Published On Sep 08, 2016
A Killing Heat
Warming temperatures may be causing a global wave of kidney disease.
In the Chichigalpa region of northwest Nicaragua, male sugarcane workers have been dying at such alarming rates that locals have named the region the “land of widows.” The culprit is chronic kidney disease (CKD). But while CKD is most commonly caused by hypertension and diabetes—both of which can damage the delicate filters the kidneys rely on to remove waste from the body—most of the victims there don’t suffer from either condition.
This epidemic isn’t confined within Nicaraguan borders. In the past two decades, CKD has killed an estimated 20,000 people throughout Central America, and has also claimed victims in Southeast Asia, Africa and the Middle East. Some researchers believe that the common denominator is intense heat and dehydration, according to an assessment report in the Clinical Journal of the American Society of Nephrology in May 2016. The reason for the sudden uptick in deaths, the authors say, may be a warming planet.
“We are seeing a new type of CKD and climate change appears to be exacerbating the issue,” says Richard J. Johnson, a nephrologist at the University of Colorado Hospital Anschutz Medical Campus in Aurora, Colo., and a co-author of the report. “CKD may well be one of the first epidemics because of global warming.”
Read The Full Article Here.
National Geographic recently interviewed Dr. Richard Johnson, co-author of Comprehensive Clinical Nephrology, 4th Edition, in its new article “Sugar Love: (A Not So Sweet Story).” The feature explores the history of sugar dating back to its early cultural uses approximately 10,000 years ago, through its eventual foray into mass production and into present-day consumption.
Putting into perspective how common sugar has become in the American diet, the article cites that the average American consumes 77 pounds of added sugar annually, equating to more than 22 teaspoons of added sugar per day. Dr. Johnson states that this mammoth increase in daily sugar intake is at the root of various medical conditions.
“It seems like every time I study an illness and trace a path to the first cause, I find my way back to sugar.
Why is it that one-third of adults [worldwide] have high blood pressure, when in 1900 only 5 percent had high blood pressure? Why did 153 million people have diabetes in 1980, and now we’re up to 347 million? Why are more and more Americans obese? Sugar, we believe, is one of the culprits, if not the major culprit.”
Full story here:
From Examiner.com | 07/13/12
…An excess of most any sweet food is one way to create an imbalance or inflammation in a child’s body. With the rising rate of high blood pressure in children, is there any food which these kids eat in common and in excess? It’s likely to be fructose in excess amounts that may contribute…Dietary Fructose on Food Intake.” In another study from the University of Colorado researchers found that even people who eat a healthy , low-sodium…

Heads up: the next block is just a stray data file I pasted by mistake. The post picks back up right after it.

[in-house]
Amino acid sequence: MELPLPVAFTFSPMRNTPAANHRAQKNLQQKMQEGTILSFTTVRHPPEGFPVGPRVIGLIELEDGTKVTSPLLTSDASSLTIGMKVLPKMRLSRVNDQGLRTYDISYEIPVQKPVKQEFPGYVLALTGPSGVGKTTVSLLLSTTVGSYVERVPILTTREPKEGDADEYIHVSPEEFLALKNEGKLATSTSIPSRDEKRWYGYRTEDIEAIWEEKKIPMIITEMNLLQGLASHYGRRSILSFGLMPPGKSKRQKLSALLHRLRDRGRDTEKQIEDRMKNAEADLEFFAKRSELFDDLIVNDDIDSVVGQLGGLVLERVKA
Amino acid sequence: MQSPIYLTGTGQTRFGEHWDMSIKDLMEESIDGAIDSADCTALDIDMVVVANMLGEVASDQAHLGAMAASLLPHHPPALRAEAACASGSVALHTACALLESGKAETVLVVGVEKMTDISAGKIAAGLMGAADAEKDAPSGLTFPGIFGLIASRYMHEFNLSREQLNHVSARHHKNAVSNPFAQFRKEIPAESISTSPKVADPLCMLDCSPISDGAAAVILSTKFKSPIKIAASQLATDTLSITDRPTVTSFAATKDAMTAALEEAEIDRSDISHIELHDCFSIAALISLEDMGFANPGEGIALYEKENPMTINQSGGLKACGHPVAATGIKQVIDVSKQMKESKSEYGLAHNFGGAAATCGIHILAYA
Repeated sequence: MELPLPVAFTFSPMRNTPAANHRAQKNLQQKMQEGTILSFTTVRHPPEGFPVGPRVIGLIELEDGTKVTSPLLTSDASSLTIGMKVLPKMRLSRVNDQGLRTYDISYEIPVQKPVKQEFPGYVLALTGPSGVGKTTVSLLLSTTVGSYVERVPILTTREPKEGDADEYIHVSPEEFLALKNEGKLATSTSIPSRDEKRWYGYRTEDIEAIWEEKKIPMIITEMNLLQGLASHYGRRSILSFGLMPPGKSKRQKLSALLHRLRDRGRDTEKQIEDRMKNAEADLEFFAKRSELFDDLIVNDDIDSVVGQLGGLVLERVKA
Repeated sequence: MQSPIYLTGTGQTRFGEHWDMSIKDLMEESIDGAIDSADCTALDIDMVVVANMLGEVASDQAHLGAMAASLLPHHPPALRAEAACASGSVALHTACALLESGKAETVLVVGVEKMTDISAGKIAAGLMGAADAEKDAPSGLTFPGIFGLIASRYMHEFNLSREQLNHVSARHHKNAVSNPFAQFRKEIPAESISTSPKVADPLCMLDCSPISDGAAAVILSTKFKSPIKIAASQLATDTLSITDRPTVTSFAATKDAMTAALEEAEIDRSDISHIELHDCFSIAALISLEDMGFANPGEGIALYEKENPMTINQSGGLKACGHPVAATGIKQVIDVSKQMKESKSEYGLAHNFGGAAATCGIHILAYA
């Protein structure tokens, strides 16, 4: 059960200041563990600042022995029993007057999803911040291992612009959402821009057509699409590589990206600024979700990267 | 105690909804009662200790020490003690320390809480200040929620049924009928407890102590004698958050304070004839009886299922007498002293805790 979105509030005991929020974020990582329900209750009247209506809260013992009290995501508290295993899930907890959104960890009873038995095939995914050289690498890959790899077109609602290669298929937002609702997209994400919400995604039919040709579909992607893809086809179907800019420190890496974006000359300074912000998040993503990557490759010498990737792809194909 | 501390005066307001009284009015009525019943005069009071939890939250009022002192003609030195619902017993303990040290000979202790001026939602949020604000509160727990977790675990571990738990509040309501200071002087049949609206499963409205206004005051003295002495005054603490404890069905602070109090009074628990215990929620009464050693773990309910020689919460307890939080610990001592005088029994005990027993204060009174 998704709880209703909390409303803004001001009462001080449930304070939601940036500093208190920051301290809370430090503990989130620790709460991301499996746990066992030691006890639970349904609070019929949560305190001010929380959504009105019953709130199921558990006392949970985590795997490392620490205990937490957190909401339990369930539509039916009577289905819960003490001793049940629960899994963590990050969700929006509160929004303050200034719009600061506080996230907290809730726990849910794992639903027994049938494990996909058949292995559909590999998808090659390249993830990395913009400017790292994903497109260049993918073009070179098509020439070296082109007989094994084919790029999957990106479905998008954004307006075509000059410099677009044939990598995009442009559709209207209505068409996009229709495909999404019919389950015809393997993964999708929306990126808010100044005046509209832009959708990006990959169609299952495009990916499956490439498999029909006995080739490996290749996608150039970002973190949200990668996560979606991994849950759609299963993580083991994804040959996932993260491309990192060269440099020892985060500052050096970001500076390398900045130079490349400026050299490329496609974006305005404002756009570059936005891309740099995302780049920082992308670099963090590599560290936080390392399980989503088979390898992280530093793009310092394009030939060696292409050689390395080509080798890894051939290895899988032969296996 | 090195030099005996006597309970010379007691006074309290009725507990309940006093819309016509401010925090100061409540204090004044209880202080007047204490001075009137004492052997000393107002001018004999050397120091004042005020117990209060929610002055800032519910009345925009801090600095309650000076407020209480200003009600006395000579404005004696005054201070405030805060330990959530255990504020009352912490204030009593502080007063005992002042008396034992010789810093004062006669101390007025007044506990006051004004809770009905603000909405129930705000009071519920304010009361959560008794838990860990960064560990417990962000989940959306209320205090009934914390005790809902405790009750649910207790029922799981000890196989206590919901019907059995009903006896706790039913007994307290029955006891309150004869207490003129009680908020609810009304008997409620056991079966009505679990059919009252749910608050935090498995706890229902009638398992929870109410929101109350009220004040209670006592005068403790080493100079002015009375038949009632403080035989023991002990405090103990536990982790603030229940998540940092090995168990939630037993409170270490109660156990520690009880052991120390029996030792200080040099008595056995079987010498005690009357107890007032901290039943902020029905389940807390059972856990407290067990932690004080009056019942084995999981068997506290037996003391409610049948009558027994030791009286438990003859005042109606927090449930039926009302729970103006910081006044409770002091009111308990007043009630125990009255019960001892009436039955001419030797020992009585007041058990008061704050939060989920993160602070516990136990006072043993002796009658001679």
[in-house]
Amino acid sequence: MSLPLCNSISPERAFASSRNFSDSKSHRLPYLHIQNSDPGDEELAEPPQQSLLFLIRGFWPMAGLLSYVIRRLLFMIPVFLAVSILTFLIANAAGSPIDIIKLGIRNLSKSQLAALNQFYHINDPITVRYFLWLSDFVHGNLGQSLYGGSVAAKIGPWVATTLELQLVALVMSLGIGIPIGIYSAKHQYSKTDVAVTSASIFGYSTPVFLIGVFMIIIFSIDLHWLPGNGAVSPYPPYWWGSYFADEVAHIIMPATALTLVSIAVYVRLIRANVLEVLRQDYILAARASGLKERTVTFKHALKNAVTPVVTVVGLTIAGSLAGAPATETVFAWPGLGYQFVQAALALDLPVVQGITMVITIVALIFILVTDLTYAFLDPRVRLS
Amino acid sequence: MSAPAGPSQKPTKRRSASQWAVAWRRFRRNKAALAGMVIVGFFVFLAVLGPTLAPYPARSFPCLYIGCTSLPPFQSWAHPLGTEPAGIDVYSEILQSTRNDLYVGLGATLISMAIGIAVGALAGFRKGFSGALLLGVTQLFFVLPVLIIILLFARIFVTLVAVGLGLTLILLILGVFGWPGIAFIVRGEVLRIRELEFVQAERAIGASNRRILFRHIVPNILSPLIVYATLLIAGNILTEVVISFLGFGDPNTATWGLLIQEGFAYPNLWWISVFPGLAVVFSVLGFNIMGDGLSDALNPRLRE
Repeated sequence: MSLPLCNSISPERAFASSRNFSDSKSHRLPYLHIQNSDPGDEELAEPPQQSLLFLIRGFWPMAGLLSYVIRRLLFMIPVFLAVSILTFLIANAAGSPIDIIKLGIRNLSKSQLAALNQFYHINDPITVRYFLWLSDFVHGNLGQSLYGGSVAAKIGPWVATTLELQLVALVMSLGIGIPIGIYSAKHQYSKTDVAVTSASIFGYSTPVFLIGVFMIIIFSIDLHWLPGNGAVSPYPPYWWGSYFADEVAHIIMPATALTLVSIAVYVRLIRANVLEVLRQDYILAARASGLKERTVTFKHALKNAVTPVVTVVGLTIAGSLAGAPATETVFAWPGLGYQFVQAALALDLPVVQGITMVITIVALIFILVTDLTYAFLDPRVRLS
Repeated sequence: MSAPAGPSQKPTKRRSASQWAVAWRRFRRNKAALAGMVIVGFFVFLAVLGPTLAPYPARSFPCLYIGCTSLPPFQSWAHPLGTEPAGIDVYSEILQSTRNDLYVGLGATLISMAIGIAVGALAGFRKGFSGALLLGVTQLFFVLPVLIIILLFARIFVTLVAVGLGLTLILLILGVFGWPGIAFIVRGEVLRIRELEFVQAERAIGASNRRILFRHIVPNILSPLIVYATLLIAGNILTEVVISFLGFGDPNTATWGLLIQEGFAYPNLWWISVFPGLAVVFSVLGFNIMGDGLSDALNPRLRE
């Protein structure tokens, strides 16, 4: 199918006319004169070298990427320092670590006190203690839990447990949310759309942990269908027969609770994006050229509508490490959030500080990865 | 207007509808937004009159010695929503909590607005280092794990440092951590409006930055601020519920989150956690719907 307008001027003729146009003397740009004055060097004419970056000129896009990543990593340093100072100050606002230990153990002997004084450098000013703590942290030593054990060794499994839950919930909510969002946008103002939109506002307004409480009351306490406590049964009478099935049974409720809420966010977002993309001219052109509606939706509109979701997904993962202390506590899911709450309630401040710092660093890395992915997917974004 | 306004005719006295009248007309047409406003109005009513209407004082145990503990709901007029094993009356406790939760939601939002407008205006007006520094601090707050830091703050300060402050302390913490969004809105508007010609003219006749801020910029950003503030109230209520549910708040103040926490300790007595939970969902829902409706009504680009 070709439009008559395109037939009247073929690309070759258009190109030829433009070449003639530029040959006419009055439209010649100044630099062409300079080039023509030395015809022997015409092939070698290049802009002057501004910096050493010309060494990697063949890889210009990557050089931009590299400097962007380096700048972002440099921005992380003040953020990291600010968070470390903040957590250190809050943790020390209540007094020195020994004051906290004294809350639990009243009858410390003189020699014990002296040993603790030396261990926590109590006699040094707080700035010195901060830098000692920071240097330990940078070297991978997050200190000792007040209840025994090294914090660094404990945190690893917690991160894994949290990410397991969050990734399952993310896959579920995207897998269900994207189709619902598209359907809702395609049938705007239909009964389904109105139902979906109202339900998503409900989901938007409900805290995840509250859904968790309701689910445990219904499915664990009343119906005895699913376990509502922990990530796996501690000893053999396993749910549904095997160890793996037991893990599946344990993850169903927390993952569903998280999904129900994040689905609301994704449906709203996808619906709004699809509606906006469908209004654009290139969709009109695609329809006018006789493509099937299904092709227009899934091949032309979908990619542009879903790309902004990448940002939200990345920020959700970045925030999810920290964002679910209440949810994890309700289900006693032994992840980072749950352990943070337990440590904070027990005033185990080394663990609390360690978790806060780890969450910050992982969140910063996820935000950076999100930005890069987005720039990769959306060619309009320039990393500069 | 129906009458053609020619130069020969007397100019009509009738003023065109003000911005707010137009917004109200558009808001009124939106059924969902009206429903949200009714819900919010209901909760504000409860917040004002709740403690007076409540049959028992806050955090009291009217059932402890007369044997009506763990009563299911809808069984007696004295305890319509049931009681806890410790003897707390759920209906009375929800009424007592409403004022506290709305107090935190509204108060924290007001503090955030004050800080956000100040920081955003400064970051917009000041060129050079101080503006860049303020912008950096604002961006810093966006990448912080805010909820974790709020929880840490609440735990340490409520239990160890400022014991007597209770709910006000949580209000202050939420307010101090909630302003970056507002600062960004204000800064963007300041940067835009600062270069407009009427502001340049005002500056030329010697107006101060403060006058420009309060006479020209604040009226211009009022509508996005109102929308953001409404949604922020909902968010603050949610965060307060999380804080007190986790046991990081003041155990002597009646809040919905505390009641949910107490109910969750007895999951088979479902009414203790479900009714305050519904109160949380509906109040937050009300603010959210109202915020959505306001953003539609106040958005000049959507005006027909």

Full article here.
Via Webmd.com [sic]
A SLUGGISH WORKOUT Muscles need sugar for fuel, so carbs (which break up into glucose, a type of sim-ple sugar) can kick-start your morning jog. But fruit or prepackaged snacks touting “natural sweeteners” contain just fructose, which is metabolized in the liver, not the muscles. The result: bloat, or even the runs.
THE FIX A glucose-packed snack with just 4 to 8 grams of fructose—it’ll help increase glucose absorption, says Dr. Richard Johnson, professor of medicine at the University of Colorado, Denver. Try a sports drink like Gatorade or trail mix with dried fruit an hour before your workout.
Full article here.
…Dr. Richard J. Johnson, a professor of medicine and head of the division of Renal Diseases and Hypertension at the University of Colorado-Denver, said there is “overwhelming” evidence that the fructose in high-fructose corn syrup–he calls it “metabolic poison”–increases the risk for gout. The use of HFCS in virtually all processed foods makes it hard to avoid, but has a great deal to do with the apparent uptick in gout cases in recent years.
From the www.theatlantic.com
…Dr. Richard Johnson, a professor at the University of Colorado, Denver, who was not involved in the study, said the results are not enough to let fructose off the hook. Work by Johnson and others has implicated fructose as a factor related to the risk of high blood pressure (see Reuters Health story of July 1, 2010).
Full story here.
New York times, May 11, 2011
But that half-hour stroll could affect how your body responds to sugar, other new science suggests. You may not need Skittles to fuel the walk, but the walk will affect how your body metabolizes the candy, if you do indulge. Activity can “significantly reduce the health risks associated with fructose and other forms of sugar,” said Dr. Richard J. Johnson, a professor of medicine at the University of Colorado Anschutz Medical Campus in Denver, who has long studied fructose metabolism and was an author of a review article last year about fructose and exercise.
Full New York Times article here.